For the basic story of After the Mayflower, A Truer Picture of Native America gives a good summary. For further reading on the subject, see
Tisquantum, Massasoit, and Hobbamock
King Philip's War
Note: In some cases, I've quoted or paraphrase what I heard on After the Mayflower. In other cases, I've interpreted it. But everything here comes from After the Mayflower, not another source. If other sources disagree with these interpretations and implications, that's a problem for another day.
Wow. Right there is a strong rationale for the Indians' hostility toward the English. The Anglos were invading their homeland without permission with the intent to kill or enslave them. I'd say that was sufficient justification for the Indians' acts of warfare--even their preemptive strikes.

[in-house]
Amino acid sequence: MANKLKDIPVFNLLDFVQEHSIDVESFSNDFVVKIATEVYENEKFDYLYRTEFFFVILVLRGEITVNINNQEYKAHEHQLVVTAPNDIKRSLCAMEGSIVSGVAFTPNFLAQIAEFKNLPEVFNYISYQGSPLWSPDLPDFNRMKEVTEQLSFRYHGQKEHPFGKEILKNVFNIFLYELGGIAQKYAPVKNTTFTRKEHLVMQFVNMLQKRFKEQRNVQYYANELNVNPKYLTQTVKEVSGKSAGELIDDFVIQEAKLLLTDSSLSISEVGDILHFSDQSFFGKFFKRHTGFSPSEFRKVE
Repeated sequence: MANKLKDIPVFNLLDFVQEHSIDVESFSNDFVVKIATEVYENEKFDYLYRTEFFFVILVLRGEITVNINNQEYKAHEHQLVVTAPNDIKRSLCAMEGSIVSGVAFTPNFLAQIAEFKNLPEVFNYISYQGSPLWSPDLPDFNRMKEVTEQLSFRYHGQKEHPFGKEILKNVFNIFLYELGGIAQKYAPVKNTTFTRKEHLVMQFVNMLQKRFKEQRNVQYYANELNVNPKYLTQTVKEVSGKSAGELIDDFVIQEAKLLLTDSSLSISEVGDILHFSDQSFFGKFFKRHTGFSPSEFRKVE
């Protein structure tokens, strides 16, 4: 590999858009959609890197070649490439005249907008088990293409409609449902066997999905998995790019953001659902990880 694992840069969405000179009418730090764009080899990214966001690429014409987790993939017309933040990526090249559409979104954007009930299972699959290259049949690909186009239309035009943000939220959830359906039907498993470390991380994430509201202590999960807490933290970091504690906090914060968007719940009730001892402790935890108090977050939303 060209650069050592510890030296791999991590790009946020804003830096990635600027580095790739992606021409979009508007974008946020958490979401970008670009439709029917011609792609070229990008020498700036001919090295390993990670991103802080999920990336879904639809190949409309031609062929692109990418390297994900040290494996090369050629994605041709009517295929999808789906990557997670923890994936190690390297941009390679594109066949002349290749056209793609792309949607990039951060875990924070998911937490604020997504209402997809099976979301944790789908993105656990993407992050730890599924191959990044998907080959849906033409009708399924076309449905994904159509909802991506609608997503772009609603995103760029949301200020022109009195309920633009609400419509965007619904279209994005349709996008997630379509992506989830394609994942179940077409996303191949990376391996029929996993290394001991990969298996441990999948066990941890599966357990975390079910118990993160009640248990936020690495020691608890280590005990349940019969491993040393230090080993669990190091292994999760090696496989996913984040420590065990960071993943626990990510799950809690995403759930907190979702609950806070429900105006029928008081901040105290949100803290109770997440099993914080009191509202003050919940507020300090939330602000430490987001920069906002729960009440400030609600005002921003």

To reiterate, the English knew or should've known that the Indians considered them trespassers. That they had no moral or legal right to land without getting the inhabitants' permission. Therefore, any adversity they suffered was basically their own fault.
Again, this is interesting if you think about it. The Indians were aware that their way of life was at risk. They knew that the English had wreaked havoc before. Although Massasoit made a reasonable choice--to accommodate the English--the other Wampanoags were ultimately right. They would've been better off if they had eliminated the colonists from their shores.
For more on the subject, see Native Documentaries and News.
Below: "So what if we've killed or enslaved Indians before? We're Englishmen, so we can do whatever we want."